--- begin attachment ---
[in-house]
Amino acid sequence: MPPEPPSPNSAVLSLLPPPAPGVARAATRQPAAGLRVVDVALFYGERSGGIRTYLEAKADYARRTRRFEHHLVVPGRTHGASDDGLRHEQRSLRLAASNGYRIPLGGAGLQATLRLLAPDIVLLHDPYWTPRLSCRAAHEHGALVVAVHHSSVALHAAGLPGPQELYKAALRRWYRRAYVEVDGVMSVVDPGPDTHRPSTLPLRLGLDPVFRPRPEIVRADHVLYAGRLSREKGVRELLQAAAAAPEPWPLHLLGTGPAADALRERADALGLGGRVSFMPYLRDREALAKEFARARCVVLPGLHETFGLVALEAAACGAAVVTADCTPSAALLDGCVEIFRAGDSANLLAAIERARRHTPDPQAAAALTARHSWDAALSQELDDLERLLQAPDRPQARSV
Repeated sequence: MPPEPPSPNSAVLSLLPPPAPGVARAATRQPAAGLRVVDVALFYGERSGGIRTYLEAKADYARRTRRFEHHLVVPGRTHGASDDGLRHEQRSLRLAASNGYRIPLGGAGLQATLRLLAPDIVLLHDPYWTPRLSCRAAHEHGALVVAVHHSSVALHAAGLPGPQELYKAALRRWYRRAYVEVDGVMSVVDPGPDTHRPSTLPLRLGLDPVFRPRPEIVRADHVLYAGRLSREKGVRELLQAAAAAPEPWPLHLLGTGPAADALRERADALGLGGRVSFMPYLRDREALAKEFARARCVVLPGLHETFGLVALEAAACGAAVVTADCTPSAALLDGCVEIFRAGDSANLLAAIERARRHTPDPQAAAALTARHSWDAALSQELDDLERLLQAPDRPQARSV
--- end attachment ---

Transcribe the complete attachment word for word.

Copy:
[in-house]
Amino acid sequence: MPPEPPSPNSAVLSLLPPPAPGVARAATRQPAAGLRVVDVALFYGERSGGIRTYLEAKADYARRTRRFEHHLVVPGRTHGASDDGLRHEQRSLRLAASNGYRIPLGGAGLQATLRLLAPDIVLLHDPYWTPRLSCRAAHEHGALVVAVHHSSVALHAAGLPGPQELYKAALRRWYRRAYVEVDGVMSVVDPGPDTHRPSTLPLRLGLDPVFRPRPEIVRADHVLYAGRLSREKGVRELLQAAAAAPEPWPLHLLGTGPAADALRERADALGLGGRVSFMPYLRDREALAKEFARARCVVLPGLHETFGLVALEAAACGAAVVTADCTPSAALLDGCVEIFRAGDSANLLAAIERARRHTPDPQAAAALTARHSWDAALSQELDDLERLLQAPDRPQARSV
Repeated sequence: MPPEPPSPNSAVLSLLPPPAPGVARAATRQPAAGLRVVDVALFYGERSGGIRTYLEAKADYARRTRRFEHHLVVPGRTHGASDDGLRHEQRSLRLAASNGYRIPLGGAGLQATLRLLAPDIVLLHDPYWTPRLSCRAAHEHGALVVAVHHSSVALHAAGLPGPQELYKAALRRWYRRAYVEVDGVMSVVDPGPDTHRPSTLPLRLGLDPVFRPRPEIVRADHVLYAGRLSREKGVRELLQAAAAAPEPWPLHLLGTGPAADALRERADALGLGGRVSFMPYLRDREALAKEFARARCVVLPGLHETFGLVALEAAACGAAVVTADCTPSAALLDGCVEIFRAGDSANLLAAIERARRHTPDPQAAAALTARHSWDAALSQELDDLERLLQAPDRPQARSV